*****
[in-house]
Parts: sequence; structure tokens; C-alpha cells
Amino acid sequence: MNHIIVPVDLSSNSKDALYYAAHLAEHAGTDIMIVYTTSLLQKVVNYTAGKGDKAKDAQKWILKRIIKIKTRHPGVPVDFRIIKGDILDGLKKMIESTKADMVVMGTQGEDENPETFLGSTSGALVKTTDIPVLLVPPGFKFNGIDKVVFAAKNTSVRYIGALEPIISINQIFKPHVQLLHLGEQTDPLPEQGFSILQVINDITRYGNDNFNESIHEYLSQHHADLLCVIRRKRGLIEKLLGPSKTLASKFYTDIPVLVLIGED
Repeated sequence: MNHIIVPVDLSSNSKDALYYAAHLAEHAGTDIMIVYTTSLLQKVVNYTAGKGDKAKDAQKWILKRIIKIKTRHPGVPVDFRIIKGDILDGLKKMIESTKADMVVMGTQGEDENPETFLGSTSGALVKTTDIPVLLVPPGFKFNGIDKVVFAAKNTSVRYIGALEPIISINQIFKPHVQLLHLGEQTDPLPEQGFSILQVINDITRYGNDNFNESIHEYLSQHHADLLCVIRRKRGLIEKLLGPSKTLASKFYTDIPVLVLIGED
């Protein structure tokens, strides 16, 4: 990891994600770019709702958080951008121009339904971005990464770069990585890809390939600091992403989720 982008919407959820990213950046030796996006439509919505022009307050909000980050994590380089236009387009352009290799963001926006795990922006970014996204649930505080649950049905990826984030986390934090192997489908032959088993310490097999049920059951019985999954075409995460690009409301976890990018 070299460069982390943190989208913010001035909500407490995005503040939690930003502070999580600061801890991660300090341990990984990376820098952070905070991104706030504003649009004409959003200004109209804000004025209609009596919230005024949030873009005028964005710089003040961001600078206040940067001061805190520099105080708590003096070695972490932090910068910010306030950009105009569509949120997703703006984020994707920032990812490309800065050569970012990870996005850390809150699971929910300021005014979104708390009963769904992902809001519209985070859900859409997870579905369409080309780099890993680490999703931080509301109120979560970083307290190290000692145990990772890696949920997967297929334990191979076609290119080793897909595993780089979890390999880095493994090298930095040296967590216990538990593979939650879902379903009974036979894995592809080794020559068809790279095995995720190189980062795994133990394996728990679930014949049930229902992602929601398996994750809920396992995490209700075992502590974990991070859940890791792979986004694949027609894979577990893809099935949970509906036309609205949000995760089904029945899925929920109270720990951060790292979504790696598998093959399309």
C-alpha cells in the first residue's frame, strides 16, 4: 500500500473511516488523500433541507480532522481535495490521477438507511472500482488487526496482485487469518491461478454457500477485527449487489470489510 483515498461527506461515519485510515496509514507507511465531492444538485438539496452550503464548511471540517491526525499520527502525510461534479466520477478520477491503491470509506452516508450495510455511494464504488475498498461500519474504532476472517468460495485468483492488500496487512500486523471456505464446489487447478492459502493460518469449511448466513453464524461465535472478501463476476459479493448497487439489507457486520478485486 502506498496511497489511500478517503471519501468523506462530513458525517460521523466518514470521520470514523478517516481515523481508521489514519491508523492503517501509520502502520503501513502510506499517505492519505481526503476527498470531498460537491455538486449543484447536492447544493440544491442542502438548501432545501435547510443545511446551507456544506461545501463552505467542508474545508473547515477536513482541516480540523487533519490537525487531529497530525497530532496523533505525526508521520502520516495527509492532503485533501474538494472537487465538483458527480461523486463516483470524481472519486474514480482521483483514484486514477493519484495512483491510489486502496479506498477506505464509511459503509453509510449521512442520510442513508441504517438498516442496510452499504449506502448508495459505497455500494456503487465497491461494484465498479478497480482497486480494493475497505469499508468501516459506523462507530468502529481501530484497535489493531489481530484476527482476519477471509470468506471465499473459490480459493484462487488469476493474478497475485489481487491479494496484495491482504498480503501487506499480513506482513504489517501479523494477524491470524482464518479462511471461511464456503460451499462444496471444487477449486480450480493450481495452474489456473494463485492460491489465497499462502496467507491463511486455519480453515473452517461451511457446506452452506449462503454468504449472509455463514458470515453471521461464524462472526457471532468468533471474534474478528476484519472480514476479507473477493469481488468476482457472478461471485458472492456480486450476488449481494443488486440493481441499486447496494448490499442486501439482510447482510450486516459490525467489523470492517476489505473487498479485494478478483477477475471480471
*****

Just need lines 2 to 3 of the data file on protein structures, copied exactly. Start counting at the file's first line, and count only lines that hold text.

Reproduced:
Parts: sequence; structure tokens; C-alpha cells
Amino acid sequence: MNHIIVPVDLSSNSKDALYYAAHLAEHAGTDIMIVYTTSLLQKVVNYTAGKGDKAKDAQKWILKRIIKIKTRHPGVPVDFRIIKGDILDGLKKMIESTKADMVVMGTQGEDENPETFLGSTSGALVKTTDIPVLLVPPGFKFNGIDKVVFAAKNTSVRYIGALEPIISINQIFKPHVQLLHLGEQTDPLPEQGFSILQVINDITRYGNDNFNESIHEYLSQHHADLLCVIRRKRGLIEKLLGPSKTLASKFYTDIPVLVLIGED